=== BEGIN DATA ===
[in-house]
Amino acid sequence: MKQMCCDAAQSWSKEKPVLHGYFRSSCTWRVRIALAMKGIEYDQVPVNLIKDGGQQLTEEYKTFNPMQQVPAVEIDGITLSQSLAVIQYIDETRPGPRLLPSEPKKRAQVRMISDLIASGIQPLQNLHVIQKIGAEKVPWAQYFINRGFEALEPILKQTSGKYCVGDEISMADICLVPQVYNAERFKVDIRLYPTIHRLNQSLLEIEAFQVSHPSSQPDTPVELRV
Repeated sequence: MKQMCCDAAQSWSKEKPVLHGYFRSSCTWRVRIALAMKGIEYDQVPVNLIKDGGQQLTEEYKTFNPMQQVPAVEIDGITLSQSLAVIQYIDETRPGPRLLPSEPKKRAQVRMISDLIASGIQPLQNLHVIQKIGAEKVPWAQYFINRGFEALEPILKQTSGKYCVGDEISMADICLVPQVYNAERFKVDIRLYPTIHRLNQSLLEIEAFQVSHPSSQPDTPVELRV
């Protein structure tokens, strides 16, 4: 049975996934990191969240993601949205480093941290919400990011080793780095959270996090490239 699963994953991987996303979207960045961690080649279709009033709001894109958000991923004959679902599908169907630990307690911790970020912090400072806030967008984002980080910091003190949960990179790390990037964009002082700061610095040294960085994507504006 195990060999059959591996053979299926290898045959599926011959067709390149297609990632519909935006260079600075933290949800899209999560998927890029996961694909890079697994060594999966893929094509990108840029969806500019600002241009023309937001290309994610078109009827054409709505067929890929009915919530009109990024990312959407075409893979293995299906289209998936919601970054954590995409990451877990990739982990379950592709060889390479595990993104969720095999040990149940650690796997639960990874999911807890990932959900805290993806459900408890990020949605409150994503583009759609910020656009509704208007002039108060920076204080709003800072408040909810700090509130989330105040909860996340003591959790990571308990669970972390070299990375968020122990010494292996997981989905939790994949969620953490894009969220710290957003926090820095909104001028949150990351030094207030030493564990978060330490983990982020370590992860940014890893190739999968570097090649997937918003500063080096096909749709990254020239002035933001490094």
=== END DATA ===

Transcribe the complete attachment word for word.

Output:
[in-house]
Amino acid sequence: MKQMCCDAAQSWSKEKPVLHGYFRSSCTWRVRIALAMKGIEYDQVPVNLIKDGGQQLTEEYKTFNPMQQVPAVEIDGITLSQSLAVIQYIDETRPGPRLLPSEPKKRAQVRMISDLIASGIQPLQNLHVIQKIGAEKVPWAQYFINRGFEALEPILKQTSGKYCVGDEISMADICLVPQVYNAERFKVDIRLYPTIHRLNQSLLEIEAFQVSHPSSQPDTPVELRV
Repeated sequence: MKQMCCDAAQSWSKEKPVLHGYFRSSCTWRVRIALAMKGIEYDQVPVNLIKDGGQQLTEEYKTFNPMQQVPAVEIDGITLSQSLAVIQYIDETRPGPRLLPSEPKKRAQVRMISDLIASGIQPLQNLHVIQKIGAEKVPWAQYFINRGFEALEPILKQTSGKYCVGDEISMADICLVPQVYNAERFKVDIRLYPTIHRLNQSLLEIEAFQVSHPSSQPDTPVELRV
């Protein structure tokens, strides 16, 4: 049975996934990191969240993601949205480093941290919400990011080793780095959270996090490239 699963994953991987996303979207960045961690080649279709009033709001894109958000991923004959679902599908169907630990307690911790970020912090400072806030967008984002980080910091003190949960990179790390990037964009002082700061610095040294960085994507504006 195990060999059959591996053979299926290898045959599926011959067709390149297609990632519909935006260079600075933290949800899209999560998927890029996961694909890079697994060594999966893929094509990108840029969806500019600002241009023309937001290309994610078109009827054409709505067929890929009915919530009109990024990312959407075409893979293995299906289209998936919601970054954590995409990451877990990739982990379950592709060889390479595990993104969720095999040990149940650690796997639960990874999911807890990932959900805290993806459900408890990020949605409150994503583009759609910020656009509704208007002039108060920076204080709003800072408040909810700090509130989330105040909860996340003591959790990571308990669970972390070299990375968020122990010494292996997981989905939790994949969620953490894009969220710290957003926090820095909104001028949150990351030094207030030493564990978060330490983990982020370590992860940014890893190739999968570097090649997937918003500063080096096909749709990254020239002035933001490094």